• Nice answer. Simple and clear. But for python 3 there are 2 necessary changes: n/i should be typed using int(n/i) cause n/i produces float number. Also rangex is deprecated in python 3 and has being replaced by range. – Geoffroy CALA Oct 30 '18 at 13:00

I like Greg solution, but I wish it was more python like. I feel it would be faster and more readable; so after some time of coding I came out with this.

The first two functions are needed to make the cartesian product of lists. And can be reused whnever this problem arises. By the way, I had to program this myself, if anyone knows of a standard solution for this problem, please feel free to contact me.

"Factorgenerator" now returns a dictionary. And then the dictionary is fed into "divisors", who uses it to generate first a list of lists, where each list is the list of the factors of the form p^n with p prime. Then we make the cartesian product of those lists, and we finally use Greg' solution to generate the divisor. We sort them, and return them.

I tested it and it seem to be a bit faster than the previous version. I tested it as part of a bigger program, so I can't really say how much is it faster though.

Pietro Speroni (pietrosperoni dot it)

``````from math import sqrt

##############################################################
### cartesian product of lists ##################################
##############################################################

def appendEs2Sequences(sequences,es):
result=[]
if not sequences:
for e in es:
result.append([e])
else:
for e in es:
result+=[seq+[e] for seq in sequences]
return result

def cartesianproduct(lists):
"""
given a list of lists,
returns all the possible combinations taking one element from each list
The list does not have to be of equal length
"""
return reduce(appendEs2Sequences,lists,[])

##############################################################
### prime factors of a natural ##################################
##############################################################

def primefactors(n):
'''lists prime factors, from greatest to smallest'''
i = 2
while i<=sqrt(n):
if n%i==0:
l = primefactors(n/i)
l.append(i)
return l
i+=1
return [n]      # n is prime

##############################################################
### factorization of a natural ##################################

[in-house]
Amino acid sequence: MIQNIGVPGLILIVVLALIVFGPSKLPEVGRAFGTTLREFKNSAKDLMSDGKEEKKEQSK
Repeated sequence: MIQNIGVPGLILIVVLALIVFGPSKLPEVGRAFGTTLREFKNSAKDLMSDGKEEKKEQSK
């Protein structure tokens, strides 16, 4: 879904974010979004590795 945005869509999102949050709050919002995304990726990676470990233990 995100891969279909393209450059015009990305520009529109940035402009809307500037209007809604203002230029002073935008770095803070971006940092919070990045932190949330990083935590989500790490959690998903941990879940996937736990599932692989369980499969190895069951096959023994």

##############################################################

def factorGenerator(n):
p = primefactors(n)
factors={}
for p1 in p:
try:
factors[p1]+=1
except KeyError:
factors[p1]=1
return factors

def divisors(n):
factors = factorGenerator(n)
divisors=[]
listexponents=[map(lambda x:k**x,range(0,factors[k]+1)) for k in factors.keys()]
listfactors=cartesianproduct(listexponents)
for f in listfactors:
divisors.append(reduce(lambda x, y: x*y, f, 1))
divisors.sort()
return divisors

print divisors(60668796879)
``````

P.S. it is the first time I am posting to stackoverflow. I am looking forward for any feedback.

• In Python 2.6 there is a itertools.product(). – jfs Dec 17 '08 at 1:07
• A version that use generators instead of list.append everywhere could be cleaner. – jfs Dec 17 '08 at 1:10
• Sieve of Eratosthenes could be used to generate prime numbers less then or equal sqrt(n) stackoverflow.com/questions/188425/project-euler-problem#193605 – jfs Dec 17 '08 at 1:17
• Coding style: exponents = [k**x for k, v in factors.items() for x in range(v+1)] – jfs Dec 17 '08 at 1:23
• For listexponents: [[k**x for x in range(v+1)] for k,v in factors.items()] – klenwell Sep 9 '12 at 16:24

Adapted from CodeReview, here is a variant which works with `num=1` !

``````from itertools import product
import operator

def prod(ls):
return reduce(operator.mul, ls, 1)

def powered(factors, powers):
return prod(f**p for (f,p) in zip(factors, powers))

def divisors(num) :

pf = dict(prime_factors(num))
primes = pf.keys()
#For each prime, possible exponents
exponents = [range(i+1) for i in pf.values()]